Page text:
Wanting to spread the wide array of physical, mental, and social benefits of taiko to her local community, Diana Wu founded Naruwan Taiko and in early 2008, with the help of her collegiate taiko friends, she held a community workshop for San Diego with some taped tires and a once forgotten old lion dance drum with a growing hole in the center. Since that day, Naruwan has grown to over thirty performance members, met numerous community class attendees over the years, and thankfully, has been blessed with drums that don’t have holes in the center.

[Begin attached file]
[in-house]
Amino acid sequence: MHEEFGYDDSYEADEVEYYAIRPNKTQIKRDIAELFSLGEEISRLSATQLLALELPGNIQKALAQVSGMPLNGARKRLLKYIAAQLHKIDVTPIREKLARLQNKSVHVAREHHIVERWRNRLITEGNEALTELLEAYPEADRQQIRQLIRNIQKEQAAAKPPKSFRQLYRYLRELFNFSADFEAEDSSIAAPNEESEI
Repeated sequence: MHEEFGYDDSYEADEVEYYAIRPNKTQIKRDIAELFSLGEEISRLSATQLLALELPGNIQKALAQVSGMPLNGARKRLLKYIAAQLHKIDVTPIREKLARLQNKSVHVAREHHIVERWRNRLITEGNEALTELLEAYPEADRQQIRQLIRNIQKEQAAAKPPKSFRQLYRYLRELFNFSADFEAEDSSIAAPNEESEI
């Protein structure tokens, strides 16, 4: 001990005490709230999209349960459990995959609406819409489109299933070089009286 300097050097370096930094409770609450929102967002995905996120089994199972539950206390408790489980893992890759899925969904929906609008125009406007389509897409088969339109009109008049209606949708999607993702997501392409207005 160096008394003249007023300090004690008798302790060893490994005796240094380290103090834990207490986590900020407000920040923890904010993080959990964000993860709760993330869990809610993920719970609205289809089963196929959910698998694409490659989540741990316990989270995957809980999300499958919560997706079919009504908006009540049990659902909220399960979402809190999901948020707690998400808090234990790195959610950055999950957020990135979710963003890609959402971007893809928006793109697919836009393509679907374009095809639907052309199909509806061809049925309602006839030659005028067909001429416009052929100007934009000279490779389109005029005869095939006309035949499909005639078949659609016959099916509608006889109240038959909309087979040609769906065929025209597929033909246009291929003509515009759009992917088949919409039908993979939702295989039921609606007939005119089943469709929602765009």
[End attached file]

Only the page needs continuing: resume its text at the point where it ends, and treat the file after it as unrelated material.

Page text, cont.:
The word “Naruwan” (那魯灣)) is a Taiwanese Ami greeting, meaning “welcome, for we are all in the same family” and conveys the group’s belief that even though taiko is traditionally Japanese, it is an art form that has the ability to bring a diverse community together. Thus, the name embodies the group’s mission to provide everyone the opportunity to discover taiko and make joyous sound with each other, regardless of background, age, and experience. This year, Naruwan Taiko plans to build a full-fledged taiko center in San Diego where new interested students can come learn taiko, and taiko players from all over the world can come to share their taiko knowledge, and hopefully do it while enjoying some carne asada fries and California burritos.